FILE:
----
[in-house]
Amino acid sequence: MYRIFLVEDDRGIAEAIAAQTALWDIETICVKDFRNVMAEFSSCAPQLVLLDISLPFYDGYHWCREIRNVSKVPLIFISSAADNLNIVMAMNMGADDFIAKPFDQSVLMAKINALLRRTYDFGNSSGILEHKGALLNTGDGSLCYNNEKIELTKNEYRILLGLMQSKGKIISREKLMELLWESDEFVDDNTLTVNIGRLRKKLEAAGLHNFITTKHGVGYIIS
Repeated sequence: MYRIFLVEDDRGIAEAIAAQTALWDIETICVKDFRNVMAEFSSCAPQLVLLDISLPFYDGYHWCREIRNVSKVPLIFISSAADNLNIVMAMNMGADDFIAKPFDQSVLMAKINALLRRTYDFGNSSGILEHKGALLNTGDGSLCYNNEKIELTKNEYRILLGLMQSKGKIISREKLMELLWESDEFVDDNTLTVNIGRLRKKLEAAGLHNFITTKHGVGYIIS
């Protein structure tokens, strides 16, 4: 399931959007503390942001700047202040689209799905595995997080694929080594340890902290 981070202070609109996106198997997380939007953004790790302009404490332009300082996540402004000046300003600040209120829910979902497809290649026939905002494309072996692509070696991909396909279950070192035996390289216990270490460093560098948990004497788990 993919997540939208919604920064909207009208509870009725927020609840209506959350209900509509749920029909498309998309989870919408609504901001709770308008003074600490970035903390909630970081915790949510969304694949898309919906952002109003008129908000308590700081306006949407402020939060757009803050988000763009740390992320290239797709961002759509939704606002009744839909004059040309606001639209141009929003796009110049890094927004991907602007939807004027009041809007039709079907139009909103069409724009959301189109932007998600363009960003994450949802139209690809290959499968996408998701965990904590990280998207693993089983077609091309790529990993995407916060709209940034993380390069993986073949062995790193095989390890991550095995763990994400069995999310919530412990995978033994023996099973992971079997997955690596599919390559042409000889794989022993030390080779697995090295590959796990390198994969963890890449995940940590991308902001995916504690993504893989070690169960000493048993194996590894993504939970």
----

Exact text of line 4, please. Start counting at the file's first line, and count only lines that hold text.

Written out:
């Protein structure tokens, strides 16, 4: 399931959007503390942001700047202040689209799905595995997080694929080594340890902290 981070202070609109996106198997997380939007953004790790302009404490332009300082996540402004000046300003600040209120829910979902497809290649026939905002494309072996692509070696991909396909279950070192035996390289216990270490460093560098948990004497788990 993919997540939208919604920064909207009208509870009725927020609840209506959350209900509509749920029909498309998309989870919408609504901001709770308008003074600490970035903390909630970081915790949510969304694949898309919906952002109003008129908000308590700081306006949407402020939060757009803050988000763009740390992320290239797709961002759509939704606002009744839909004059040309606001639209141009929003796009110049890094927004991907602007939807004027009041809007039709079907139009909103069409724009959301189109932007998600363009960003994450949802139209690809290959499968996408998701965990904590990280998207693993089983077609091309790529990993995407916060709209940034993380390069993986073949062995790193095989390890991550095995763990994400069995999310919530412990995978033994023996099973992971079997997955690596599919390559042409000889794989022993030390080779697995090295590959796990390198994969963890890449995940940590991308902001995916504690993504893989070690169960000493048993194996590894993504939970």